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Showing posts from June, 2018

Shin Splints - Running Injury Series

Shin Splints are another reasonably common running injury, though the condition does not only affect runners. There are many sports and activities which involve placing a load on the lower legs and which can lead to Shin Splints. As per the name, Shin Splint pain occurs over the shin bone or Tibia area of the lower leg. The diagram below shows a lower left leg, the larger Tibia (shin bone), smaller Fibula and part of the ankle/foot complex.

Images produced with kind permission of 3d4medical.com from Essential Anatomy 5 (Copyright © 2018 3D4Medical. All rights reserved.)
The pain may appear over a small or large area of the shin. The pain can dull in nature, though more often than not is quite sharp. In some cases, people can push through the pain in the earlier stages of the condition.However, the pain tends to become rather intense longer term stopping activity. Sufferers of the injury usually notice pain shortly after commencing exercise. Shin splints can often affect both shins too. T…

Ankle Injuries (Ankle Inversion and Ankle Eversion) - Running Injury Series

Ankle injuries can undoubtedly be one of the most problematic injuries a runner can get, though such injuries affect a lot of other people too. The simple reason being is that the foot has a significant impact on the “kinetic chain” and everything above the foot/ankle. The foot and ankle are also load bearing joint complexes, with loads increasing with certain types of activity (jumping, fast changes in direction, carrying heavy equipment). Furthermore, ankle injuries affect a wide variety of tissues within the injury area including fascia, ligaments, tendons, muscles. The most severe cases can also lead to joint dislocations and bone breakages Unresolved Ankle injuries can frequently lead to other injuries/conditions such as Plantar Fasciopathy, Achilles Tendinopathy, Shin Splints, Knee, Hip and back problems. Again, this is in part due to the “Kinetic Chain”, and the impact on unresolved ankle injury has on other joints structures and tissues. The author knows much of this all to we…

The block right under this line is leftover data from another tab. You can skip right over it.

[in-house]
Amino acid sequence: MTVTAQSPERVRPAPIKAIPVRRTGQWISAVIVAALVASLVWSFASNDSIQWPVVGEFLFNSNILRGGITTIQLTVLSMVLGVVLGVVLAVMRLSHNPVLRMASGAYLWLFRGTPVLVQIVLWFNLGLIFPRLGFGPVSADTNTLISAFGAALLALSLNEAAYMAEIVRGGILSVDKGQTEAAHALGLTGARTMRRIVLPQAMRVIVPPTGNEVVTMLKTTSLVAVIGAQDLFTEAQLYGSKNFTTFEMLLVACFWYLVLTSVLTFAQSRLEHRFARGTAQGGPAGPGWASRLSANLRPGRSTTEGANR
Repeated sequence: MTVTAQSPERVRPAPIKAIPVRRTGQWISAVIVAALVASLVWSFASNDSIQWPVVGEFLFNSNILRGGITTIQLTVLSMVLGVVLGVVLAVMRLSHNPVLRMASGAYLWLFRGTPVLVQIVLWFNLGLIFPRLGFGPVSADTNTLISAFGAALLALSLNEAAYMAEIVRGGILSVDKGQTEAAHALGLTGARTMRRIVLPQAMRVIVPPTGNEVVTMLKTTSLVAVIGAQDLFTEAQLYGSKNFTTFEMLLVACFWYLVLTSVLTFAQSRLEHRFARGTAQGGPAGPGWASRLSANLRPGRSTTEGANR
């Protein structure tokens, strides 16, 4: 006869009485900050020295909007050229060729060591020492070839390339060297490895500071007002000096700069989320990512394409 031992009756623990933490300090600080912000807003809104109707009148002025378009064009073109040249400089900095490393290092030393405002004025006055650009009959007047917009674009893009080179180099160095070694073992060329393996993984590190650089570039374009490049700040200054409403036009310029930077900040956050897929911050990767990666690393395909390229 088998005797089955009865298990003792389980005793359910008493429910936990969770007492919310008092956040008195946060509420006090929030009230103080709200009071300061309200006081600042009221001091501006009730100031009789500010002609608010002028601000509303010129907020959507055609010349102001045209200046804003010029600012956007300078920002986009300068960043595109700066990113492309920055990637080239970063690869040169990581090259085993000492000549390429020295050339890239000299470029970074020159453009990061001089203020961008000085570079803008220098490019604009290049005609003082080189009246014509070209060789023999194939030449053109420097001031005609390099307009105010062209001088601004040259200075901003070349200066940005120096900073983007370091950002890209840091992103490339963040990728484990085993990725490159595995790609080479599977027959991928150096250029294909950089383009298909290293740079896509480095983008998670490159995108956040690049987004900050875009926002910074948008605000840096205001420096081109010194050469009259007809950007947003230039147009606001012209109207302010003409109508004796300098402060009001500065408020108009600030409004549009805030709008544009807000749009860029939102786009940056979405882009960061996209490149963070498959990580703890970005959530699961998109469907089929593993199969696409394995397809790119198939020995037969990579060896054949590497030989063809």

Iliotibial Band Syndrome (ITBS) / Runner’s Knee

Many active and non-active people have no doubt encountered iliotibial Band (ITB) tension, at some point in their life. Excessive, ITB tension can create multiple problems within the “kinetic chain” and in particular the hip, knee and lower back. Another name of ITBS is “Runner’s Knee”, as it frequently affects runners and the knee. However, Patellofemoral Syndrome is also often called “Runner’s Knee”, and the two conditions affect different parts of the knee. Here is a link to the Patellofemoral Syndrome (Runner's Knee, Rower's Knee) article.
Some brief anatomy knowledge, yawn

The ITB is a thick band of “fascia” which runs along the lateral (outside) portion of the thigh to the knee. Fascia is a type of tough connective tissue, consisting mainly of collagen fibres, which look like candy floss, cotton wool or spider web silk under magnification. Fascia permeates all tissues within the body and provides many functions including structural and biomechanical. There are also specifi…